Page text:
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Gap analysis of priority CWR

What is gap analysis?

Gap analysis is a conservation evaluation technique that assists the prioritization of biodiversity elements for conservation action by identifying ‘gaps’ in the conservation of those elements (Noss and Cooperrider 1999, Eken et al. 2004, Rodrigues et al. 2004, Langhammer et al. 2007). Practically, all gap analyses, including those for CWR, involve a comparison between the range of natural diversity and the diversity already effectively represented by current in situ conservation actions (in situ gap analysis) and all accessions of the target CWR represented in genebank collections (ex situ gap analysis).

There is extensive literature associated with gap analysis, a method which essentially identifies areas in which selected elements of biodiversity are under-represented (e.g. Margules et al. 1988, Margules 1989, Margules and Pressey 2000, Allen et al. 2001, Balmford 2003, Brooks et al. 2004, Dietz and Czech 2005, Riemann and Ezcurra 2005). However, these examples are almost entirely restricted to identifying gaps in habitat or ecosystem conservation, not gaps within existing species or genetic diversity conservation. The use of this technique to identify gaps in networks of protected habitats for in situ conservation of genetic resources, namely for CWR, was first cited by Ingram and Williams (1993). Since then, a systematic gap analysis methodology for identifying gaps in species or genetic diversity conservation has been developed and illustrated with a case study for African Vigna wild relatives. This case study aimed to evaluate the effectiveness of current in situ and ex situ conservation, to identify the ‘gaps’, and therefore assisting the development of conservation strategies for African Vigna genetic resources (Maxted et al. 2008b). More recently, a methodology for collecting crop gene pools for ex situ conservation based on GIS tools has been developed (e.g. Ramírez-Villegas et al. 2010, Castañeda-Álvarez et al. 2015, Khoury et al. 2015a,b, Castañeda-Álvarez et al. 2016).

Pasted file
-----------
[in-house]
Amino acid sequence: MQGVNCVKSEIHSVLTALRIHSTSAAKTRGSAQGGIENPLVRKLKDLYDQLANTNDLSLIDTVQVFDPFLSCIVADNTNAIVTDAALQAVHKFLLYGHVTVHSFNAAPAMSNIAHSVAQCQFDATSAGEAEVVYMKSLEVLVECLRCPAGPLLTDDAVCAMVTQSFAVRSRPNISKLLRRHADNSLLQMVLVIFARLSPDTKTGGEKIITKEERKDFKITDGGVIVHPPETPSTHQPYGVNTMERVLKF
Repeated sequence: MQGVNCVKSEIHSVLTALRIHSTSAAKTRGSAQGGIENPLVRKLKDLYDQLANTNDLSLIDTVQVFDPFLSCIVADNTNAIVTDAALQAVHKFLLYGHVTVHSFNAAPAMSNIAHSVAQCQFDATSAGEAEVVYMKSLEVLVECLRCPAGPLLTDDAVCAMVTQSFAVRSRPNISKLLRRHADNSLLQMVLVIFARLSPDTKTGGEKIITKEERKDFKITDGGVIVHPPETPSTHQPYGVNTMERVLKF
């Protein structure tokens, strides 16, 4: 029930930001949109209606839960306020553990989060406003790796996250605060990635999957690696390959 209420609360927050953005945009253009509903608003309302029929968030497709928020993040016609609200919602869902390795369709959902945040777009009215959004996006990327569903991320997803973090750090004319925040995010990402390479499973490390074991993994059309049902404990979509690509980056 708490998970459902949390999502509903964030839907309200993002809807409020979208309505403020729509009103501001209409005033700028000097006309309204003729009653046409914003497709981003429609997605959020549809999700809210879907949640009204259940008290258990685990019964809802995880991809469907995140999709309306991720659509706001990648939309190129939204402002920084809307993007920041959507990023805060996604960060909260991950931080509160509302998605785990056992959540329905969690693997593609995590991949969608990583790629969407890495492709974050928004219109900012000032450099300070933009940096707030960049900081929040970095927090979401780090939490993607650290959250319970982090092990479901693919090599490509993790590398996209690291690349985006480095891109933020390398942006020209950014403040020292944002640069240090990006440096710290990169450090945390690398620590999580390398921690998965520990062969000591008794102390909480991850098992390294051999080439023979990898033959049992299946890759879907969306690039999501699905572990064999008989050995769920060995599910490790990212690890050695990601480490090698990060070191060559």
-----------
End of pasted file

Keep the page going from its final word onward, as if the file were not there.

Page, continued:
The results of the diversity analyses (distribution and ecogeographic diversity  [1] and genetic diversity  [2]) as well as novel threat assessment  [3] provide the information needed to identify gaps in current in situ and ex situ conservation actions for CWR. The Figure below summarises how these analyses feed into a gap analysis study.

Using distribution and ecogeographic diversity analyses, genetic diversity analysis and threat assessment to aid gap analysis.

Conservation gaps (both in situ and ex situ) can be detected at different levels (see Figure below):

  1. Individual CWR taxon level (CWR taxa not conserved versus taxa conserved).
  2. Ecogeographic level (for a particular CWR, areas/environmental conditions not covered by in situ or ex situ conservation activities versus those covered).
  3. Trait level (specific CWR populations that hold a particular trait of interest that are not conserved versus populations with that same trait that are).
  4. Genetic diversity level (specific CWR populations that are genetically important that are not conserved versus those that are).

The level(s) at which gap analysis can be undertaken depends on the types of data available for the study. It should be highlighted that genetic data are not always available and that the collation of information de novo may not be possible due to resource limitations. Therefore, in the absence of ‘real’ genetic information, ecogeographic diversity information is often used as a proxy. The result of an in situ gap analysis is the identification of in situ conservation priorities, while the result of an ex situ gap analysis is the identification of additional CWR germplasm collections that are required.

In situ and ex situ gap analysis methodologies for CWR diversity.

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